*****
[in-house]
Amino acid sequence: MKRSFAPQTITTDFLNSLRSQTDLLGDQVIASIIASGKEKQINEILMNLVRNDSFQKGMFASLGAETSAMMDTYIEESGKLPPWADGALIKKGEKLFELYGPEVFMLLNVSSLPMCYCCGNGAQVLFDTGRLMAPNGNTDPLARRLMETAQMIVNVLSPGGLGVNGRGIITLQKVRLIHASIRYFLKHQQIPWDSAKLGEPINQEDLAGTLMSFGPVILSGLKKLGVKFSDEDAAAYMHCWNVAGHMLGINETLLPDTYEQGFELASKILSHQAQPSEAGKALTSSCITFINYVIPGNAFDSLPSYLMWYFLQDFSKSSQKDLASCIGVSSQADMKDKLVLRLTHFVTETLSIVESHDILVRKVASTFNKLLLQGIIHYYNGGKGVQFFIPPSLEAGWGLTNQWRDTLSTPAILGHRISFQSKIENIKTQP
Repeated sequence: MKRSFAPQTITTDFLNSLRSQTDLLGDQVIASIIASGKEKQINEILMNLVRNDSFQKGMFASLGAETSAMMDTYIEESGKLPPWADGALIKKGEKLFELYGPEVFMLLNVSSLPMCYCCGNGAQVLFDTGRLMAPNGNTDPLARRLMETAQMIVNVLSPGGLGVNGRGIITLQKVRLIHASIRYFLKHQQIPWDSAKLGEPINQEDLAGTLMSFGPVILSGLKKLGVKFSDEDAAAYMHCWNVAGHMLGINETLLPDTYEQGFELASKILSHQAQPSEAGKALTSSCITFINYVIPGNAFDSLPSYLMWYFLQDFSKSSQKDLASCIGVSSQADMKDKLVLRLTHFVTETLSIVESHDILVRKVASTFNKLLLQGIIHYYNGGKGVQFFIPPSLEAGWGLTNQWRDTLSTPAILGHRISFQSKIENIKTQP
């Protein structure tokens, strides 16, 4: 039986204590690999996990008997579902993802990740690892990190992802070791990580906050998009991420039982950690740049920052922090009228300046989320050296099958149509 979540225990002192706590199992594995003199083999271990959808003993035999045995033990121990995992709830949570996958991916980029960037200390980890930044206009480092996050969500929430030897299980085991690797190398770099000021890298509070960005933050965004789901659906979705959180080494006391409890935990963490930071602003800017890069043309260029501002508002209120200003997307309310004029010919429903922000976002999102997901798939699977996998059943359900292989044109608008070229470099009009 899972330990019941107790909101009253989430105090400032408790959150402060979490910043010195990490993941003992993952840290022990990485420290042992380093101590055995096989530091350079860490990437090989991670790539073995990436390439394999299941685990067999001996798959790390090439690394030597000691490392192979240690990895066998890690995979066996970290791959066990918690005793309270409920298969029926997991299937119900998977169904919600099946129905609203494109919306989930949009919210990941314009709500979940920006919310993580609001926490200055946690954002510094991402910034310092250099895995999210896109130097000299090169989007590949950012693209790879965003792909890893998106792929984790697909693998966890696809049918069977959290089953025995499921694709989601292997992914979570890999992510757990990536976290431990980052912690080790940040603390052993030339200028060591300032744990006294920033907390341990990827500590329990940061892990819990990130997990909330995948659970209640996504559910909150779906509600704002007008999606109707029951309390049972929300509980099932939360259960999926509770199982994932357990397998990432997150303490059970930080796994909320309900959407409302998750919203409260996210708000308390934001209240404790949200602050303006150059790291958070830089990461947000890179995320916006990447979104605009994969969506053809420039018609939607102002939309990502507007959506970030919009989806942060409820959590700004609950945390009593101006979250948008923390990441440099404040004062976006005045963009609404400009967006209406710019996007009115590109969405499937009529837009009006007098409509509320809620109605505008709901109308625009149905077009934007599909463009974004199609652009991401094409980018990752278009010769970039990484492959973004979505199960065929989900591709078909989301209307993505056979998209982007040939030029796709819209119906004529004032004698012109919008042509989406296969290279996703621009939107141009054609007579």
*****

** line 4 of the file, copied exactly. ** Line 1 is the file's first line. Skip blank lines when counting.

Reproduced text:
């Protein structure tokens, strides 16, 4: 039986204590690999996990008997579902993802990740690892990190992802070791990580906050998009991420039982950690740049920052922090009228300046989320050296099958149509 979540225990002192706590199992594995003199083999271990959808003993035999045995033990121990995992709830949570996958991916980029960037200390980890930044206009480092996050969500929430030897299980085991690797190398770099000021890298509070960005933050965004789901659906979705959180080494006391409890935990963490930071602003800017890069043309260029501002508002209120200003997307309310004029010919429903922000976002999102997901798939699977996998059943359900292989044109608008070229470099009009 899972330990019941107790909101009253989430105090400032408790959150402060979490910043010195990490993941003992993952840290022990990485420290042992380093101590055995096989530091350079860490990437090989991670790539073995990436390439394999299941685990067999001996798959790390090439690394030597000691490392192979240690990895066998890690995979066996970290791959066990918690005793309270409920298969029926997991299937119900998977169904919600099946129905609203494109919306989930949009919210990941314009709500979940920006919310993580609001926490200055946690954002510094991402910034310092250099895995999210896109130097000299090169989007590949950012693209790879965003792909890893998106792929984790697909693998966890696809049918069977959290089953025995499921694709989601292997992914979570890999992510757990990536976290431990980052912690080790940040603390052993030339200028060591300032744990006294920033907390341990990827500590329990940061892990819990990130997990909330995948659970209640996504559910909150779906509600704002007008999606109707029951309390049972929300509980099932939360259960999926509770199982994932357990397998990432997150303490059970930080796994909320309900959407409302998750919203409260996210708000308390934001209240404790949200602050303006150059790291958070830089990461947000890179995320916006990447979104605009994969969506053809420039018609939607102002939309990502507007959506970030919009989806942060409820959590700004609950945390009593101006979250948008923390990441440099404040004062976006005045963009609404400009967006209406710019996007009115590109969405499937009529837009009006007098409509509320809620109605505008709901109308625009149905077009934007599909463009974004199609652009991401094409980018990752278009010769970039990484492959973004979505199960065929989900591709078909989301209307993505056979998209982007040939030029796709819209119906004529004032004698012109919008042509989406296969290279996703621009939107141009054609007579």